Energy efficiency

Energy efficiency benefits are as much about the environment as about reducing cost of production. Today, the textile sector is striving to rely innovation in energy efficiency methods on from initial stages to final stages of fabric production.

AHM member companies throughout the supply chain are implementing these measures.  What may seem small in isolation in one operation, taken to scale has great impact.



Coats has solid sustainability credentials – consistently publishing reports tracking the progress towards the goals established in its sustainability strategy.

With a well-established set of priorities, it has a broad range of practices and projects – varying in nature and size – from innovation and development of sustainable materials such as its EcoVerde 100% recycled line of premium sewing thread to best practices in its operations.

Coats continues to seek opportunities to transition to renewable energy while at the same time addressing the optimization opportunities that exist for reducing its energy use by better planning and higher machine utilization.

Energy consumption reduction by implementing energy efficient lighting.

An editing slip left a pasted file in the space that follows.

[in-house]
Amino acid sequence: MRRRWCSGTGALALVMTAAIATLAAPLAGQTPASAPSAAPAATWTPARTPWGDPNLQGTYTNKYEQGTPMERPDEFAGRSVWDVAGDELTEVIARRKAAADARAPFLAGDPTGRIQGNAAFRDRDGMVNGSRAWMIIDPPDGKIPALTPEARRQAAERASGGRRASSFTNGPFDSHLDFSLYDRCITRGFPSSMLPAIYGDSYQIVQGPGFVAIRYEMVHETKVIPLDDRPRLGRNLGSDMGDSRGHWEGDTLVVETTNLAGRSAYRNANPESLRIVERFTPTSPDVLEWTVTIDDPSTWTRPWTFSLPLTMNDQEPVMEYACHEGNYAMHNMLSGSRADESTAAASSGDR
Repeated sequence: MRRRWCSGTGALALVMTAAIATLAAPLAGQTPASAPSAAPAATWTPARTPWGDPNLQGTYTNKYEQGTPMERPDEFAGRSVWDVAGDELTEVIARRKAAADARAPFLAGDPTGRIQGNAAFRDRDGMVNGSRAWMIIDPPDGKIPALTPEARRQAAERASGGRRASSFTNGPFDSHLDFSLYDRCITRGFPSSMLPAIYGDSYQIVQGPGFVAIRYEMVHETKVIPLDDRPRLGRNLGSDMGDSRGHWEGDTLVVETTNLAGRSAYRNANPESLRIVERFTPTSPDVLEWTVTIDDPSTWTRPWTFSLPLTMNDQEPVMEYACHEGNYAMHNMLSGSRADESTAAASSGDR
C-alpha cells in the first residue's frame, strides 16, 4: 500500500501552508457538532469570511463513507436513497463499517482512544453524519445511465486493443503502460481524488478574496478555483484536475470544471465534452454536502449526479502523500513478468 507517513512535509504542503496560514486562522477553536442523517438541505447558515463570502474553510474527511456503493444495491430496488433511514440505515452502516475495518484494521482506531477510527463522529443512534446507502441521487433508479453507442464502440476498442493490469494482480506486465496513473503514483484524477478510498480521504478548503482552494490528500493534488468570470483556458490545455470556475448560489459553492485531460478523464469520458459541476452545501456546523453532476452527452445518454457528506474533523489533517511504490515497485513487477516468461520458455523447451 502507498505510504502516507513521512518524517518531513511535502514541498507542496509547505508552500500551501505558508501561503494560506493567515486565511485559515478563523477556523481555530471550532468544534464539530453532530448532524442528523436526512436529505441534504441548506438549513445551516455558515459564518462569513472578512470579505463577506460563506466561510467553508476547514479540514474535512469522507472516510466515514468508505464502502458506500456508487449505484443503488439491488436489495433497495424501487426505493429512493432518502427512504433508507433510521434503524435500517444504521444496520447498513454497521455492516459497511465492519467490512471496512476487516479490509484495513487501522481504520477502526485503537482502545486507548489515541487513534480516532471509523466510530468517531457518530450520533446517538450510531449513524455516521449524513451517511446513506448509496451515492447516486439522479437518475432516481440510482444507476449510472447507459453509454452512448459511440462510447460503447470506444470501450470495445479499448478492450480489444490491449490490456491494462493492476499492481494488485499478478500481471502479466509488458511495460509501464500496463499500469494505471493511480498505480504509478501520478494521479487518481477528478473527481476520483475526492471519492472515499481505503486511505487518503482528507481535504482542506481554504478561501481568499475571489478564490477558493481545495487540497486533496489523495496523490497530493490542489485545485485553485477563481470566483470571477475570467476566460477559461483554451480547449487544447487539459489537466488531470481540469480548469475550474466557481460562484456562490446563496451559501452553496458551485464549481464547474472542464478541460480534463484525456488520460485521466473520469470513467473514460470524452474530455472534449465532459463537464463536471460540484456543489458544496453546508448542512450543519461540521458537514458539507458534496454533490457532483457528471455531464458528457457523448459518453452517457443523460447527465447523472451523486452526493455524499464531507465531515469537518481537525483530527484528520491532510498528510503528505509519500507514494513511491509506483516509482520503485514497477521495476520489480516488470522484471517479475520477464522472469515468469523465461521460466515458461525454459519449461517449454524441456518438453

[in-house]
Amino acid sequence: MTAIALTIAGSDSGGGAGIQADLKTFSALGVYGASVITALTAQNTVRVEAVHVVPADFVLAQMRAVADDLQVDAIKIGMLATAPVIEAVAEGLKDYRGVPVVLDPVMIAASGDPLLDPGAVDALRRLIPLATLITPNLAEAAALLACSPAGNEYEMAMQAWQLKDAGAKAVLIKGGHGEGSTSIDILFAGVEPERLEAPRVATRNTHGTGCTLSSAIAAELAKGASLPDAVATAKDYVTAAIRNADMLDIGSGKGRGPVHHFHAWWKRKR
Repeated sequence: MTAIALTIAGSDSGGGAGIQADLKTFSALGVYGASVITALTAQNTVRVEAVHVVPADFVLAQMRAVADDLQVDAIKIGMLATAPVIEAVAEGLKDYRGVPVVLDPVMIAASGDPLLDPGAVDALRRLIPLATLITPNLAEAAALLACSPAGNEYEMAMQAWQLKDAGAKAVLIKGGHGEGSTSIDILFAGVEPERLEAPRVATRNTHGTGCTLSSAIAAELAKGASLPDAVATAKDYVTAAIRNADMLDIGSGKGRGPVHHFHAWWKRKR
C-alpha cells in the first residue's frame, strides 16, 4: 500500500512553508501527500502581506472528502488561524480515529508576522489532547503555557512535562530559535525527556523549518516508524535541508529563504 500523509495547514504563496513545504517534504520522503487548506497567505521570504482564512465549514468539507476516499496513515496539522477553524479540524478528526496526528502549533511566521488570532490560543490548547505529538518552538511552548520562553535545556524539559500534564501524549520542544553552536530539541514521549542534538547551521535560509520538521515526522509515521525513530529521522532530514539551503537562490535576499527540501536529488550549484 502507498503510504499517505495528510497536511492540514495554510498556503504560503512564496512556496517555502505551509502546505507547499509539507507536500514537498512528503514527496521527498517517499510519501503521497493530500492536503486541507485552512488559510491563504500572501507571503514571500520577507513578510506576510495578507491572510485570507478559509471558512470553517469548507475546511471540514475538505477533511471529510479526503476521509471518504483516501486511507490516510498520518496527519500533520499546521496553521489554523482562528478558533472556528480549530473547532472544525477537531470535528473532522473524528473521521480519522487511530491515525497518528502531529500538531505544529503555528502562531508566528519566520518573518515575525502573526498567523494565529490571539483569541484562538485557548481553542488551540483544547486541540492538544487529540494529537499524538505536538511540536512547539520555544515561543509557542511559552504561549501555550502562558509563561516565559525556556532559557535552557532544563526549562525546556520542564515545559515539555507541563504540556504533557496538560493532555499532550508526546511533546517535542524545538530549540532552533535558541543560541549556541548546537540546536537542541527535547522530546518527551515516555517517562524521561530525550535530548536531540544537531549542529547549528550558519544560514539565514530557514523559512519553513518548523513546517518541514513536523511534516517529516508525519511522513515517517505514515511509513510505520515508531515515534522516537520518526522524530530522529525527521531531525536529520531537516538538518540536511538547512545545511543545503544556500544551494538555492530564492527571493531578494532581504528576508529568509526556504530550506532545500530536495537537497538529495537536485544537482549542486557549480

Coats’ manufacturing process lighting had 54W energy consuming fluorescent lamps.

    1. Fluorescent lamps increase energy consumption, energy cost is high.
    2. Low illumination.

In 2020, a new lighting system is implemented in which the fluorescent lights are replaced by LED lights with 18W of energy consumption.

    1. Fluorescent lamps were replaced with LED lamps.
    2. Transition from fluorescent lamps to LED lamps results in more than 50% reduction in lighting energy consumption.
    3. The number of lamps remains the same.
    4. Reduced temperature in the working area and better lighting.

The transition from fluorescent lamps to LED lamps results:

    • Reduction of more than 50% in lighting energy consumption.
    • Savings in the project for lamp replacement 31.5k USD /year.


Many AHM member companies have had reforestation initiatives for several years – for broader environmental impact including carbon capture, improving the water supply and biodiversity conservation.

Several of them will be featured in this section.

AHM member company initiatives in upcoming installment.

Waste Management

Waste management refers to the practice of collecting, transporting, processing or disposing of, managing and monitoring various waste materials. It is important to observe sustainability in this aspect so that every bit of waste can be managed in an efficient manner rather than just dumping it all in landfills.

Zero waste in apparel manufacturing is about utilizing existing materials to their full capacity and not producing textile or other material waste. In contrast, while some zero waste products are made from eco-friendly materials, they are more focused on helping the consumer or user of their products refuse single-use products in the future.